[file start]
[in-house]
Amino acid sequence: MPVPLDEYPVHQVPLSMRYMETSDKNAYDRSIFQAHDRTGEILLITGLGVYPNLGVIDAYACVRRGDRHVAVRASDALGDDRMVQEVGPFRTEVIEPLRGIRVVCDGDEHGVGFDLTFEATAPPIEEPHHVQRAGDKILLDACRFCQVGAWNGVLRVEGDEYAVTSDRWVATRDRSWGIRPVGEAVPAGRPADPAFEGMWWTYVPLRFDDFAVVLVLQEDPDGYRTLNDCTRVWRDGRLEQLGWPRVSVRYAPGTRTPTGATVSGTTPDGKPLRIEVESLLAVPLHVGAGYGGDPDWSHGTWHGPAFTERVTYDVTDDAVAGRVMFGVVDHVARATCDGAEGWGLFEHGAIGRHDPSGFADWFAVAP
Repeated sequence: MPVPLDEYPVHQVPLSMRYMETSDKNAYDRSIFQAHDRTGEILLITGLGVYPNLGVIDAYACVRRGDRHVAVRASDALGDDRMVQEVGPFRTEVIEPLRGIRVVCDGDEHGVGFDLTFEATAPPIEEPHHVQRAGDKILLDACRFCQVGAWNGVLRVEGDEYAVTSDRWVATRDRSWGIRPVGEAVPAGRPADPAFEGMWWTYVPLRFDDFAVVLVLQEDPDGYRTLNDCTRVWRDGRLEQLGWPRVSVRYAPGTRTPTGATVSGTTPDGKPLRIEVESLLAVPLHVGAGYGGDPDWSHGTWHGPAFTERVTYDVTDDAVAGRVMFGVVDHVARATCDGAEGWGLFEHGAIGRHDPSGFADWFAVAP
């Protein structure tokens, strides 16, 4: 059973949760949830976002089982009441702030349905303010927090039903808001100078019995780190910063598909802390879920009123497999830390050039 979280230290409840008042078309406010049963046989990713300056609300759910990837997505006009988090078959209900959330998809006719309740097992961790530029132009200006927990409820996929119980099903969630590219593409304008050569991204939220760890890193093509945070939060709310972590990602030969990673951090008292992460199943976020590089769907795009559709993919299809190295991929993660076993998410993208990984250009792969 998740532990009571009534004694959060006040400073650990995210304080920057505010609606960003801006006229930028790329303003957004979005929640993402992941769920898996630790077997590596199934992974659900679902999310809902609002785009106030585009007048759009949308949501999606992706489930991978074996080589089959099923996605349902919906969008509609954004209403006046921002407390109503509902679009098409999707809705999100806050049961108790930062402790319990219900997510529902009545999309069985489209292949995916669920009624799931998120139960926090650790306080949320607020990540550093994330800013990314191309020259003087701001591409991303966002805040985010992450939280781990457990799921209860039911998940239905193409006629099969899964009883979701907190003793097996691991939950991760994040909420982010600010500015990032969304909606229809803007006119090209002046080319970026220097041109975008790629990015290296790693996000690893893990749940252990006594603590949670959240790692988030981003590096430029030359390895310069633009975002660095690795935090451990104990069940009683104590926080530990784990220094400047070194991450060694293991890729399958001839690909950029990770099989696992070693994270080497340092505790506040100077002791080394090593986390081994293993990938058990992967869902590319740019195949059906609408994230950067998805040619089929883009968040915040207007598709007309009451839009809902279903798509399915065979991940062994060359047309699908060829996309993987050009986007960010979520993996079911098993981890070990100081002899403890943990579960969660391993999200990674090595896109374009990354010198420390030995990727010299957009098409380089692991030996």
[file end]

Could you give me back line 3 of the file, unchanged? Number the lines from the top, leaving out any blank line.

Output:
Repeated sequence: MPVPLDEYPVHQVPLSMRYMETSDKNAYDRSIFQAHDRTGEILLITGLGVYPNLGVIDAYACVRRGDRHVAVRASDALGDDRMVQEVGPFRTEVIEPLRGIRVVCDGDEHGVGFDLTFEATAPPIEEPHHVQRAGDKILLDACRFCQVGAWNGVLRVEGDEYAVTSDRWVATRDRSWGIRPVGEAVPAGRPADPAFEGMWWTYVPLRFDDFAVVLVLQEDPDGYRTLNDCTRVWRDGRLEQLGWPRVSVRYAPGTRTPTGATVSGTTPDGKPLRIEVESLLAVPLHVGAGYGGDPDWSHGTWHGPAFTERVTYDVTDDAVAGRVMFGVVDHVARATCDGAEGWGLFEHGAIGRHDPSGFADWFAVAP